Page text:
Many changes occurred in the 20th century for the American people, including dramatically increased life spans, increased levels of education, and increased economic security in retirement from Social Security and other pension plans. A new class of citizens arose: educated retirees with health, time, and economic means.
Lifetime Learning (LL) organizations evolved to respond to the intellectual interests of this new class of seniors by offering non-credit course. Wellesley-Weston Lifetime Learning (WWLL), formed in 1976, is one of the oldest of these organizations (and one of the few not affiliated with an institution of higher learning). WWLL is entirely staffed and run by volunteers. To learn more about the history of WWLL and how it fits in with the LL movement, read the paper History of Wellesley-Weston Lifetime Learning.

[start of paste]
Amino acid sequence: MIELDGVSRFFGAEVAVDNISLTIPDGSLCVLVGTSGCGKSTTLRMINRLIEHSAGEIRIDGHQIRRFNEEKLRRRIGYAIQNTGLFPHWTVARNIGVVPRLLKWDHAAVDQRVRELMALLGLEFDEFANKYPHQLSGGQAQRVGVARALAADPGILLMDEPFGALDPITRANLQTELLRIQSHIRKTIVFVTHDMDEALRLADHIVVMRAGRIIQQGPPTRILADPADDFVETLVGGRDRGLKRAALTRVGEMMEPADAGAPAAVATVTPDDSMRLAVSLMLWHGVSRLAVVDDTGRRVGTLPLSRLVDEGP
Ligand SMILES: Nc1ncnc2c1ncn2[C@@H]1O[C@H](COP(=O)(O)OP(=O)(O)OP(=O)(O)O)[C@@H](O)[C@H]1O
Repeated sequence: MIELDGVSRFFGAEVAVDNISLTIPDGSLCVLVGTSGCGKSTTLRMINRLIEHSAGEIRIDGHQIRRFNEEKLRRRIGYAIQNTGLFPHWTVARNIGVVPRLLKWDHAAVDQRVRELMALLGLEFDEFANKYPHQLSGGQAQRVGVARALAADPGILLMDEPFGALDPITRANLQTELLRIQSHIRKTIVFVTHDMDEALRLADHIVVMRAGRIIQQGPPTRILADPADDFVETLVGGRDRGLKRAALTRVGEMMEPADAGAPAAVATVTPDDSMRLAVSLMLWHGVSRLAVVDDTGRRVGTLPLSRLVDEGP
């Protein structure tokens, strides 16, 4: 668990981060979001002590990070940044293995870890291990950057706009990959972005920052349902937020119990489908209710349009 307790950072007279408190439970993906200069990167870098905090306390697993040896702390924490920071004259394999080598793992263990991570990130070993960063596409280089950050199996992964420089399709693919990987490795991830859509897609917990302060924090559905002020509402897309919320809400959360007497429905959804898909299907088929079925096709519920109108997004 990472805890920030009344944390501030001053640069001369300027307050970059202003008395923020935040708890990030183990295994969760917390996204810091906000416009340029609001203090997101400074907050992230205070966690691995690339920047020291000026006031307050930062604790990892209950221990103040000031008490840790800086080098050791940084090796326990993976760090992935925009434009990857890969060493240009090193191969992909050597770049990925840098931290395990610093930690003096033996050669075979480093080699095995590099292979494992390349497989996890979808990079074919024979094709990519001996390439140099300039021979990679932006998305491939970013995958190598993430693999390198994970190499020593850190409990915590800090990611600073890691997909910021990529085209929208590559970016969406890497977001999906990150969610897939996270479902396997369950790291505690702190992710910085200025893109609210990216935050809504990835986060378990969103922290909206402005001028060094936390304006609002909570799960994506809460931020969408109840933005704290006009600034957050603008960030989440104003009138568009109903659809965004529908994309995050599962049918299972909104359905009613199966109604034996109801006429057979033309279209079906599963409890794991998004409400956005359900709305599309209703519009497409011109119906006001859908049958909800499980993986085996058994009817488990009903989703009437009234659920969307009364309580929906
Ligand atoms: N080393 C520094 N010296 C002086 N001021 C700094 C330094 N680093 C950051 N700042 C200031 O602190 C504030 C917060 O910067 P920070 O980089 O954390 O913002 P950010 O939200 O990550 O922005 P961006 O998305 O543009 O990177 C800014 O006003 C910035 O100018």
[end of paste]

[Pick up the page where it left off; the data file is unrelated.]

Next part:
For a general synopsis of WWLL today you can view the 8 minute video WWLL: Our Community.
In May 2016, WWLL held a 40th Anniversary Celebration which featured several speakers. It was videoed and is available for viewing in two segments:
- Introductions by WWLL Directors Jill Strang and Joe Weisse, and Presentation Of Citations from the Massachusetts House and Senate by Representative Alice Peisch of Wellesley.
- History of Wellesley-Weston Lifetime Learning by WWLL President Bruce Belason
Following the presentations, a luncheon was held for WWLL students and teachers, past and present, and guests, exemplifying the high importance of the socialization and camaraderie aspects of participating in Lifetime Learning. The luncheon was so successful that it was decided to repeat it annually.